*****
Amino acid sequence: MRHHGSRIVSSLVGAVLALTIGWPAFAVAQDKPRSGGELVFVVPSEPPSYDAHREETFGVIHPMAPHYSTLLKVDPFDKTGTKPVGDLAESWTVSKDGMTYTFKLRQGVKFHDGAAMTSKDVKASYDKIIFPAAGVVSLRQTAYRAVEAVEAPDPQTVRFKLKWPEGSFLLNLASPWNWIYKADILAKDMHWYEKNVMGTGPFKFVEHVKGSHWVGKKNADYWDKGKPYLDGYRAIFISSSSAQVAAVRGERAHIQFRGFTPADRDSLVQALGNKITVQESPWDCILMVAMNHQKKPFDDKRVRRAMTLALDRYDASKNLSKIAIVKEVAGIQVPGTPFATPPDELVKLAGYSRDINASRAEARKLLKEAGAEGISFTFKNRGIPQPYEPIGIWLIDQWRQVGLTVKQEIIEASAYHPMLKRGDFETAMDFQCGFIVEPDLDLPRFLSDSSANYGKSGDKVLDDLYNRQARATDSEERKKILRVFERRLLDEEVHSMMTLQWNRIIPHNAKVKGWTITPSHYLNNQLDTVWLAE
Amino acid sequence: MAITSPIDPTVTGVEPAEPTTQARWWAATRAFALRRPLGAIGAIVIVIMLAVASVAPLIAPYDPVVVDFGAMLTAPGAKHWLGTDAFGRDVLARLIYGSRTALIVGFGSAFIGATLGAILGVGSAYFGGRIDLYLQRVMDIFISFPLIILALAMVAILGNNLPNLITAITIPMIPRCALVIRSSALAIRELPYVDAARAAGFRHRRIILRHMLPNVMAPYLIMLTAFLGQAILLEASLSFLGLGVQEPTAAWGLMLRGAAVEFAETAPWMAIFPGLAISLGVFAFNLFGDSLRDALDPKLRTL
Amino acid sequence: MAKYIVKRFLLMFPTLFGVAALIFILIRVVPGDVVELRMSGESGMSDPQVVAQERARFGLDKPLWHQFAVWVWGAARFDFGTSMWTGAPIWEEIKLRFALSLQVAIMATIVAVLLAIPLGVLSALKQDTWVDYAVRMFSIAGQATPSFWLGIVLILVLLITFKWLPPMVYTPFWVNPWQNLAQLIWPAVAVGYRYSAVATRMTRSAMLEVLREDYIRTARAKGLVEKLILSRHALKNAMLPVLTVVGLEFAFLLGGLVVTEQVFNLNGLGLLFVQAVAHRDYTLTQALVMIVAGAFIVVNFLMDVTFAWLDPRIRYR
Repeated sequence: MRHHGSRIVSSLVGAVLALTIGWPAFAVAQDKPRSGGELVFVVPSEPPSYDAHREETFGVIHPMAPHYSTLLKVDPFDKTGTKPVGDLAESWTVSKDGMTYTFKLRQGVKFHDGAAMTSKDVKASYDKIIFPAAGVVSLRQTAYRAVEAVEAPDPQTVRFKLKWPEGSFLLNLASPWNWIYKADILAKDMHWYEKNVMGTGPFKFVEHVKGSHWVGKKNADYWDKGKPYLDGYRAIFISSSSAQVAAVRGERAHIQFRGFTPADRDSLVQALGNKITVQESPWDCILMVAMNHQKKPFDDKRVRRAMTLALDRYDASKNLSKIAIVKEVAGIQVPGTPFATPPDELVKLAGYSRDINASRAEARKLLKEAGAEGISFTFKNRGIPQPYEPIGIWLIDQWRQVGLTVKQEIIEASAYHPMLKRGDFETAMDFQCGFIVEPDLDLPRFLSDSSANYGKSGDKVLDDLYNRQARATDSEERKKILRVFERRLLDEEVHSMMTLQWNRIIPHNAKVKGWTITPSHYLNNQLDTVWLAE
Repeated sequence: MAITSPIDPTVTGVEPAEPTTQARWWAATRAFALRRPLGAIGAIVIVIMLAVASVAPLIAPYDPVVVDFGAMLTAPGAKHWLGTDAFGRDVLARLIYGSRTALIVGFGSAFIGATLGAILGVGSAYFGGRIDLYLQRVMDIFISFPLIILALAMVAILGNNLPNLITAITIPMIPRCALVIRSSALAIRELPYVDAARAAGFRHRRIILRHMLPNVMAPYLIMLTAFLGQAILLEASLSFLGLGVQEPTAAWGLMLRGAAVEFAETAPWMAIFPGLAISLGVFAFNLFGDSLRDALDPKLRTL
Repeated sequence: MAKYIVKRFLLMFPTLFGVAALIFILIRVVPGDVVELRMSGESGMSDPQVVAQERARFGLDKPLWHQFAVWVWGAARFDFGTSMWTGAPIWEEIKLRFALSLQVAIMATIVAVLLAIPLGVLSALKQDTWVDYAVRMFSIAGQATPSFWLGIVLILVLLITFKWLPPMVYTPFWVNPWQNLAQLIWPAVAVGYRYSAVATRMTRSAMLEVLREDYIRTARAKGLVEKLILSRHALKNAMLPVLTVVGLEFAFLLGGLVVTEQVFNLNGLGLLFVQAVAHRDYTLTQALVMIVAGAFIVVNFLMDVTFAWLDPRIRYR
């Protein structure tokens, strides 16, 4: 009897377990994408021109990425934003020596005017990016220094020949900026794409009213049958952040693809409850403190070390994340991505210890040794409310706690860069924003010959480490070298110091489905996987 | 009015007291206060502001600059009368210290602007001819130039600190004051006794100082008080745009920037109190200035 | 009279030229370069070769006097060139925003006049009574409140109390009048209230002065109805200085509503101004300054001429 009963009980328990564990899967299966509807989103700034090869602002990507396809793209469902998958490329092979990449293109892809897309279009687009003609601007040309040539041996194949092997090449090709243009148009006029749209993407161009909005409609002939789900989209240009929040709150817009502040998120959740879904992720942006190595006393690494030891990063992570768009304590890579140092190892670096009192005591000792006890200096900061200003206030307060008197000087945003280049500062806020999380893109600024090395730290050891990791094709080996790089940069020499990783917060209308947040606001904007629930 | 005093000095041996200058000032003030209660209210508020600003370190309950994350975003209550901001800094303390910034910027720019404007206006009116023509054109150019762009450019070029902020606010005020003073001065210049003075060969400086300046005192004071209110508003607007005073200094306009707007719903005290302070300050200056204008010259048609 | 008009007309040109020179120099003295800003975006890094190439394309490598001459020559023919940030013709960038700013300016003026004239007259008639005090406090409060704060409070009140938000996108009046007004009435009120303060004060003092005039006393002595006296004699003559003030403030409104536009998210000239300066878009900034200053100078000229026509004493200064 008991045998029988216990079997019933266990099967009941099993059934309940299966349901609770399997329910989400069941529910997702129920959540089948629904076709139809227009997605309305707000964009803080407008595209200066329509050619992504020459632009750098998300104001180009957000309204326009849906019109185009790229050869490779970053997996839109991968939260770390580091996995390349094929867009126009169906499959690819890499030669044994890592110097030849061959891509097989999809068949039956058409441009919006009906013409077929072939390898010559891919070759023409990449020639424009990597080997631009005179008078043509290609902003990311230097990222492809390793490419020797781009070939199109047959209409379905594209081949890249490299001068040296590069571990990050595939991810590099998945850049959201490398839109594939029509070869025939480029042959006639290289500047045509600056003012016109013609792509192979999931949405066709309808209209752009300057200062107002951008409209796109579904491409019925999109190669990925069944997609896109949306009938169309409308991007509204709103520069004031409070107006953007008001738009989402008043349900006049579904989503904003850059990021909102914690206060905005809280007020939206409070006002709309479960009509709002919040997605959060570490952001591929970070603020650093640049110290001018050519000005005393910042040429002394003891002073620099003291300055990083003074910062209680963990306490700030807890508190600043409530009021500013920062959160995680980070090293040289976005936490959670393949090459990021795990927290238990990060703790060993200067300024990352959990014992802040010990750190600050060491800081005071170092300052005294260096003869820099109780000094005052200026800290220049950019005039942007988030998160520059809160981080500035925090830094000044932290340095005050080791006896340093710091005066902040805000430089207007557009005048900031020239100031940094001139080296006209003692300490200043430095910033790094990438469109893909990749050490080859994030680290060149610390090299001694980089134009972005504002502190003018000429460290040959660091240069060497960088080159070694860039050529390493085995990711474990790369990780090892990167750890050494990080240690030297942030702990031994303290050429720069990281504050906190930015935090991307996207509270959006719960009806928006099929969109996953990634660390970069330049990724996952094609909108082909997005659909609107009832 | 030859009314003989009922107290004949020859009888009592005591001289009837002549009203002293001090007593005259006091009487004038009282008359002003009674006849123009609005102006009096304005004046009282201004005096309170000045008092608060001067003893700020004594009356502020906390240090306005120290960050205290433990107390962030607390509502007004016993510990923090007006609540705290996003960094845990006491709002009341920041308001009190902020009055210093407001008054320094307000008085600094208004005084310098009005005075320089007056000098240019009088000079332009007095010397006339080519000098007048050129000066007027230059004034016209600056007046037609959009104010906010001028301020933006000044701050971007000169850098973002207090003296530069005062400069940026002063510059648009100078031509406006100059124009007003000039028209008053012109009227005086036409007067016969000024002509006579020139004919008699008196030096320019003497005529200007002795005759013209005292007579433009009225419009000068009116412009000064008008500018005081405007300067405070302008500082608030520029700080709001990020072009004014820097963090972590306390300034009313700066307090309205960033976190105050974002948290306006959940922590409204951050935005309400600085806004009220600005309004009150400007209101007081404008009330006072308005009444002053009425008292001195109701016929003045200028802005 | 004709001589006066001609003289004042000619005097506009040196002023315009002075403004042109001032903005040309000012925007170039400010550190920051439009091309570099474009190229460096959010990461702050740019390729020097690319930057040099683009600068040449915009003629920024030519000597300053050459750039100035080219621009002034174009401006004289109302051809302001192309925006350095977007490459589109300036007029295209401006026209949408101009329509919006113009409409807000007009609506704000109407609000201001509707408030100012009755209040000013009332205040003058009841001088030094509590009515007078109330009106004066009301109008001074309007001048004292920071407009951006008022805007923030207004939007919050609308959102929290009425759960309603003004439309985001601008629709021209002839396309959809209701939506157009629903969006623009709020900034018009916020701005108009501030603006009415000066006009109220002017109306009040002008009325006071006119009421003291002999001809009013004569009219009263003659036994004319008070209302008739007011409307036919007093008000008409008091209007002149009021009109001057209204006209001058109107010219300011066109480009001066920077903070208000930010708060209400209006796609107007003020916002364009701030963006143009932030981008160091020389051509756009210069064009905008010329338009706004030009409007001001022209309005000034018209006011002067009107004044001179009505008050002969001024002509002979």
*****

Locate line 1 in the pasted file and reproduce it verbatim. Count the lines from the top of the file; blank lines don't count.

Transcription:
Amino acid sequence: MRHHGSRIVSSLVGAVLALTIGWPAFAVAQDKPRSGGELVFVVPSEPPSYDAHREETFGVIHPMAPHYSTLLKVDPFDKTGTKPVGDLAESWTVSKDGMTYTFKLRQGVKFHDGAAMTSKDVKASYDKIIFPAAGVVSLRQTAYRAVEAVEAPDPQTVRFKLKWPEGSFLLNLASPWNWIYKADILAKDMHWYEKNVMGTGPFKFVEHVKGSHWVGKKNADYWDKGKPYLDGYRAIFISSSSAQVAAVRGERAHIQFRGFTPADRDSLVQALGNKITVQESPWDCILMVAMNHQKKPFDDKRVRRAMTLALDRYDASKNLSKIAIVKEVAGIQVPGTPFATPPDELVKLAGYSRDINASRAEARKLLKEAGAEGISFTFKNRGIPQPYEPIGIWLIDQWRQVGLTVKQEIIEASAYHPMLKRGDFETAMDFQCGFIVEPDLDLPRFLSDSSANYGKSGDKVLDDLYNRQARATDSEERKKILRVFERRLLDEEVHSMMTLQWNRIIPHNAKVKGWTITPSHYLNNQLDTVWLAE